Steve Jobs’s early career is a case in point. The VC industry repeatedly refused to support his project, but Jobs kept searching for a receptive audience. Finally, he met Mike Markkula, a wealthy young engineer who saw potential where the VC establishment saw only roadblocks. He made the first investment in Apple Computer. Why did Markkula support Jobs? Because his passion for technology and relatively young age gave him a stronger affinity with Jobs and his partner Steve Wozniak than most members of Silicon Valley’s investment community had. And with Markkula behind him, Jobs had the credibility he needed to attract more talent and money.

I have long written and pondered the healthcare intersecting with machine learning/artificial intelligence. While AI and ML are mutually exclusive, they are used interchangeably. I am not born with Jobs’ insight. What I have, however, is the incredible ability to gather insight in integrative domains.

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Photo by Pixabay on

For example, in my quest for a personal knowledge graph, I wish to rely on the browser first approach. The internet is littered with examples of “taking effective notes”, but each requires a significant manual input and steep learning curve. Software developers usually code their product to serve a niche class, unless there is a specific demand for workflow from their user base. Despite the limitations imposed with the current systems, I have been able to develop a patchwork of solutions to address various needs on any platform. I still don’t have a perfect solution, but the need arose from my dissatisfaction with the conventional tools. I bring that mindset to healthcare.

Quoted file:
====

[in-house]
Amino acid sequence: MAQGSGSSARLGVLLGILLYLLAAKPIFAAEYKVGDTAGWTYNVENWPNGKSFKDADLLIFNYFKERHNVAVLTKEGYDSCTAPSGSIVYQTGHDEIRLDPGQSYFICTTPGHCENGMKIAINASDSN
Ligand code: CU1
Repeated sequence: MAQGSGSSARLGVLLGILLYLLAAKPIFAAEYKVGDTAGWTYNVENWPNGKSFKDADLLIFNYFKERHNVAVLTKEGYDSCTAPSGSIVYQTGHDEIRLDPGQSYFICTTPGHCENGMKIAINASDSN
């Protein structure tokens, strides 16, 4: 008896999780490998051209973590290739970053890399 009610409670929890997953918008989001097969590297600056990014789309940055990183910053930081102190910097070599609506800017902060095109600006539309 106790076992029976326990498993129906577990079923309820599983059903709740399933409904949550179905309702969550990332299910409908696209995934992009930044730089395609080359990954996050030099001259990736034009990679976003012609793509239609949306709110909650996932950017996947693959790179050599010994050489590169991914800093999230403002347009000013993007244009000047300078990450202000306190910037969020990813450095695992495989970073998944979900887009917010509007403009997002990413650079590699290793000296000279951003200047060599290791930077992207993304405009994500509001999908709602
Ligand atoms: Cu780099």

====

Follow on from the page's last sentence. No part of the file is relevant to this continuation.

On a positive note:

Most established organizations and industries tend to reproduce the power and privilege structure of incumbent groups, reducing outsiders’ chances of making their ideas heard and proving their worth. But our research suggests that outsiders should not be daunted: The very traits that make outsiders so disadvantaged within established occupational structures and professional categories are often precisely those required for the pursuit of exceptional entrepreneurial achievements in art, science, and business.

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Photo by Marek on

It is also about the “chance” and “good luck” to meet someone who will engage with cold emails. Most recipients refuse to acknowledge or even engage with the ideas. I agree everyone has constraints on their time, but there have been exceptional individuals in my career who took out time and guided me through the process. It fanned and fuelled my interest in Neuro-Oncology, specifically- which represents a formidable challenge. In the conference I mentioned above, I met some scientists in person and pitched in a clinician’s perspective on tackling brain stem gliomas with clinical literature. It didn’t gain any traction but it wasn’t my loss. We are still at the same crossroads because my practical ideas were not tested in the lab. (I had proposed novel fractionation/radiology and genomics cocktail). (Addendum: I had also proposed to monitor patients remotely through mobile applications and quantify their symptoms).

Persistence is the key while keeping a strong focus on the goals. Creativity stems from internal-external restrictions because the existing order is too dismissive, sometimes. I intend to build my own lab where all sorts of “crazy ideas” will be theorised because no idea is “stupid”. It’s the failure in the execution of the idea, per se.